can generate channels.conf for VDR yes, but hopeless outdated (vdr-1.3 only) yes, but hopeless outdated (vdr-1.3 only) yes (default) yes (default) yes (after version 1.4.0)
can generate channels.dvb for kaffeine no no yes no no

Digital TV Scan Technical Information

There are two types of TV channel scanning tool: the ones that relies on a separate per-country/per-city channel file, and the ones that do deep scan.

This section describes how deep channel scan works.

Terrestrial TV Scan

For terrestrial standards, the channel frequency parameters are regulated, per Country. Channels usually use a bandwidth of 5MHz, 6MHz, 7MHz or 8MHz (although DVB-T2 also permits 1.7 MHz and 10 MHz). They're also usually spaced with the same bandwidth. This is also true for DVB-C Annex B, used in US.

In Europe, most Countries use 6MHz for VHF channels and 8MHz for UHF channels. On US, Brazil, Mexico, Canada, Japan, South Korea, 6MHz is used for all channels.

So, all a deep channel scan tool needs to know, for each frequency range, is:

  • The frequency of the first channel;
  • The frequency of the last channel;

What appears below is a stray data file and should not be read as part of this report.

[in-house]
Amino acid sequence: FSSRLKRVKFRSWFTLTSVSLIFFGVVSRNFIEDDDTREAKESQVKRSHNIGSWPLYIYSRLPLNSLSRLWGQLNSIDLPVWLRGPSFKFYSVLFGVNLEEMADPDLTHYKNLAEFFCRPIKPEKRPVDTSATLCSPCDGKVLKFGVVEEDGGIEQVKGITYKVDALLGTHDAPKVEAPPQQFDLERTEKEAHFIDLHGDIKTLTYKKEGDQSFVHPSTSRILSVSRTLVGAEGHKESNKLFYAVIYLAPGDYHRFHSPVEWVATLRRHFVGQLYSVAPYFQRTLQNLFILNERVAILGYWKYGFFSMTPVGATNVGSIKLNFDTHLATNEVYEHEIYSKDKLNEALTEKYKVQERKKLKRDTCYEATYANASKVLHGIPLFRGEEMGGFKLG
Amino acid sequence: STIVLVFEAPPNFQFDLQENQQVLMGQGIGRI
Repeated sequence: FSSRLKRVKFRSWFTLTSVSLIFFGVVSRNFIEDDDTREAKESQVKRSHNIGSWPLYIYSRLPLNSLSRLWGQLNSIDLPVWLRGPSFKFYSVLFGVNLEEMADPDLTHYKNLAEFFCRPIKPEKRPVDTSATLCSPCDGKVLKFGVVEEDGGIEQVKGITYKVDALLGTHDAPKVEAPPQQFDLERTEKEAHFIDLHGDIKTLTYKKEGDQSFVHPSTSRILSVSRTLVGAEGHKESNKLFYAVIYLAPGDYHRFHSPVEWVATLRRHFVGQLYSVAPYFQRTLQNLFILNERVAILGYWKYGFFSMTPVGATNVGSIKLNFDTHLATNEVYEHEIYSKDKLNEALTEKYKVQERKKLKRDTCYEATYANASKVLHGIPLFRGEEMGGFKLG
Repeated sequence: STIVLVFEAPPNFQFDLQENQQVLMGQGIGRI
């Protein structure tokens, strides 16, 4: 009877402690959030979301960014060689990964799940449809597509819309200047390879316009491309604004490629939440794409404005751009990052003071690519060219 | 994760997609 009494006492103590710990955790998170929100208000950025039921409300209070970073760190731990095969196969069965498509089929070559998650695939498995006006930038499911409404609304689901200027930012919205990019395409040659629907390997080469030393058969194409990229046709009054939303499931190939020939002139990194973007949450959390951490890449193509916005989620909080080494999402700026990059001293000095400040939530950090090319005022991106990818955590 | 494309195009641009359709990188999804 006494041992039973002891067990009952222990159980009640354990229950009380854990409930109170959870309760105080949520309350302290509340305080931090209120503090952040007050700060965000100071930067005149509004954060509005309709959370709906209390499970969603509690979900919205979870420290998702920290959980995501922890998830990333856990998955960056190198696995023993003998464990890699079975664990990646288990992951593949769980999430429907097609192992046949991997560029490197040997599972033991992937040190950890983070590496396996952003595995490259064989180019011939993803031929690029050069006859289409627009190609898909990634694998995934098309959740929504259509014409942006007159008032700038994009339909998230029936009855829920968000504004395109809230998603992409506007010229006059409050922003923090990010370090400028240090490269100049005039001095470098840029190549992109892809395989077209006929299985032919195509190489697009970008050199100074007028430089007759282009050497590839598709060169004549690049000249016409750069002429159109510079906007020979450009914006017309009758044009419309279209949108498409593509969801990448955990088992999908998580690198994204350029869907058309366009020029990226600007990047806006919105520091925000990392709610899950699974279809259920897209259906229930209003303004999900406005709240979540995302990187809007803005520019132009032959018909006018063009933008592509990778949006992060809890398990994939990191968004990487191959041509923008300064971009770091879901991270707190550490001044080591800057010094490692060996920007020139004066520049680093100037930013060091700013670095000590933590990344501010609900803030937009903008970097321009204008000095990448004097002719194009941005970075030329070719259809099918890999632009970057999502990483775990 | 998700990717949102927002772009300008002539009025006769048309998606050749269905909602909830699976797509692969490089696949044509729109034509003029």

• The bandwidth of each channel.

So, for example, Kaffeine's "Auto normal" deep scan, used on most western European Countries, has two ranges:

Range Initial frequency Final frequency Channel bandwidth
VHF 177500000 Hz 226500000 Hz 7000000 Hz
UHF 474000000 Hz 858000000 Hz 8000000 Hz

And "Auto Australia" deep scan, used in Australia, has a different UHF range:

Range Initial frequency Final frequency Channel bandwidth
VHF 177500000 Hz 226500000 Hz 7000000 Hz
UHF 529500000 Hz 816500000 Hz 7000000 Hz

Cable TV Scan

All cable and satellite standards, except for DVB-C Annex B and ISDB-S, use a variable channel bandwidth, with is indirectly adjusted from the symbol rate. The bandwidth is given by:

   bandwidth = symbol_rate / rolloff factor

Where the rolloff depends on the filter parameters of the demod. It is standardized, though:

TV Standard Rolloff factor Notes
DVB-S, DVB-S turbo and ISDB-S 1.35
DVB-S2 it can be selected between 1.20, 1.25 and 1.35
DVB-C Annex A 1.15 used by most countries
DVB-C Annex C 1.13 used mainly in Japan

Most cable TV providers keep spacing the channels using a multiple of 6MHz, 7MHz or 8MHz, with usually matches the terrestrial TV channel frequency table.